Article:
Publications Database

Welcome to the new Schulich Peer-Reviewed Publication Database!

The database is currently in beta-testing and will be updated with more features as time goes on. In the meantime, stakeholders are free to explore our faculty’s numerous works. The left-hand panel affords the ability to search by the following:

  • Faculty Member’s Name;
  • Area of Expertise;
  • Whether the Publication is Open-Access (free for public download);
  • Journal Name; and
  • Date Range.

At present, the database covers publications from 2012 to 2020, but will extend further back in the future. In addition to listing publications, the database includes two types of impact metrics: Altmetrics and Plum. The database will be updated annually with most recent publications from our faculty.

If you have any questions or input, please don’t hesitate to get in touch.


Search Results

Ashworth, L.A., Darke, P., McShane, L. and Vu, T. (2019). "The Rules of Exchange: The Role of an Exchange Premium in Producing the Endowment Effect.", Organizational Behavior and Human Decision Processes, 152, 11-14.

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Abstract The endowment effect is one of the most robust and well-studied phenomena in the behavioral decision literature. The dominant explanation for this effect is that loss aversion and/or the psychological value of ownership changes the subjective valuation of an item. The current research presents evidence for an alternative account of endowment that requires no shift in subjective value. We argue that (a) individuals will only agree to exchange (i.e., buy and sell) if they perceive some minimum net gain, an exchange surplus, and (b) existing work cannot disentangle the possible effects of an exchange surplus from genuine shifts in subjective value because ownership and exchange are confounded in standard demonstrations of the endowment effect. Four experiments test this idea by separating the effects of exchange from ownership in various ways. Results indicate that exchange has a substantial effect on prices, that this effect appears to be independent of subjective valuation, and that it can explain valuation differences ordinarily ascribed to ownership. We discuss why individuals might demand an exchange surplus and the implications of this for monetary valuation.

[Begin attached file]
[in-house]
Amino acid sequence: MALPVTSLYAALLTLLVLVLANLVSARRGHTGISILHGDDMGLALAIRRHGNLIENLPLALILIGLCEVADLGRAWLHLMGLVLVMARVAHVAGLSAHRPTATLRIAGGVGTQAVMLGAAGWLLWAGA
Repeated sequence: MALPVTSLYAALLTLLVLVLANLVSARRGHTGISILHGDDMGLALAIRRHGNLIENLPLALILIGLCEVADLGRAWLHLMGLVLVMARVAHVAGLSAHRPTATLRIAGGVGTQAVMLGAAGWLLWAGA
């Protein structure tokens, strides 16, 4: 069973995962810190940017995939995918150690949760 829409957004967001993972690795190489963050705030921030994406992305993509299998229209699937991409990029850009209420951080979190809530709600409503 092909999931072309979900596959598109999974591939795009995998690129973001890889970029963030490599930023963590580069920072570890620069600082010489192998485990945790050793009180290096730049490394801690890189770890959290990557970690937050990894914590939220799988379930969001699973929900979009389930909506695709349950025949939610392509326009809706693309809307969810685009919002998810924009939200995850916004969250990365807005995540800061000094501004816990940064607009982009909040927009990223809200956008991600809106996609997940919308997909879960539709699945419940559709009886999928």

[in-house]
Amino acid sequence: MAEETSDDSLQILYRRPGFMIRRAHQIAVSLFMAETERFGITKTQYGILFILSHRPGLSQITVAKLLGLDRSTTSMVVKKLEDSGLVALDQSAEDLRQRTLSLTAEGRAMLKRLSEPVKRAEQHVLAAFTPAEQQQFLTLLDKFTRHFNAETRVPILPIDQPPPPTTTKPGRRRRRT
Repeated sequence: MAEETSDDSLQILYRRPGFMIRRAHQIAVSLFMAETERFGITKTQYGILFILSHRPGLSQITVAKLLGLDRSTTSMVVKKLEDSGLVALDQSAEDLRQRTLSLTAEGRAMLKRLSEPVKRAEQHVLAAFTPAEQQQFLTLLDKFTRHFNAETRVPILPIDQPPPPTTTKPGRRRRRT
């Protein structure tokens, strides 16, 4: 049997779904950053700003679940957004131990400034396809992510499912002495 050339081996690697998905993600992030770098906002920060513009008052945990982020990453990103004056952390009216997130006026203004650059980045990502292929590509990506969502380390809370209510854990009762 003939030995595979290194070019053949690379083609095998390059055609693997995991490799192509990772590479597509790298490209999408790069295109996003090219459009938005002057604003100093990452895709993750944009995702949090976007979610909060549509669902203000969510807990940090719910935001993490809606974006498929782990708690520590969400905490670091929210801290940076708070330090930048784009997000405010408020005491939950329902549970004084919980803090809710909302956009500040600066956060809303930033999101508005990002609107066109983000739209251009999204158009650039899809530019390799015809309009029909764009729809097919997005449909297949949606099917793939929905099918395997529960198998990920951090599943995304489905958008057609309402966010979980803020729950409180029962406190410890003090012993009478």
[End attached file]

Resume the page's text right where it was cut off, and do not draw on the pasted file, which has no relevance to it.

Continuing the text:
Belk, R. (2014). "Sharing Versus Pseudo-Sharing in Web 2.0", The Anthropologist, 18(1), 50.

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Abstract The Internet has opened up a new era in sharing. There has also been an explosion of studies and writings about sharing via the Internet. This includes a series of books, articles, and web discussions on the topic. However, many of these apparent cases of sharing are better characterized as pseudo-sharing — commodity exchanges wrapped in a vocabulary of sharing. The present paper reviews subsequent research and theorizing as well as controversies that have emerged surrounding sharing and what is best regarded as pseudo-sharing — a wolf-insheep’s-clothing phenomenon whereby commodity exchange and potential exploitation of consumer co-creators present themselves in the guise of sharing. The paper begins with a pair of vignettes that highlight some of the contested meanings of sharing. By detailing four types of pseudo-sharing and four types of sharing that are specifically enabled or enhanced by Internet technologies, the paper argues that pseudo-sharing is distinguished by the presence of profit motives, the absence of feelings of community, and expectations of reciprocity. It concludes with a discussion of theoretical, practical, and ethical implications of pseudo-sharing and offer suggestions for future research.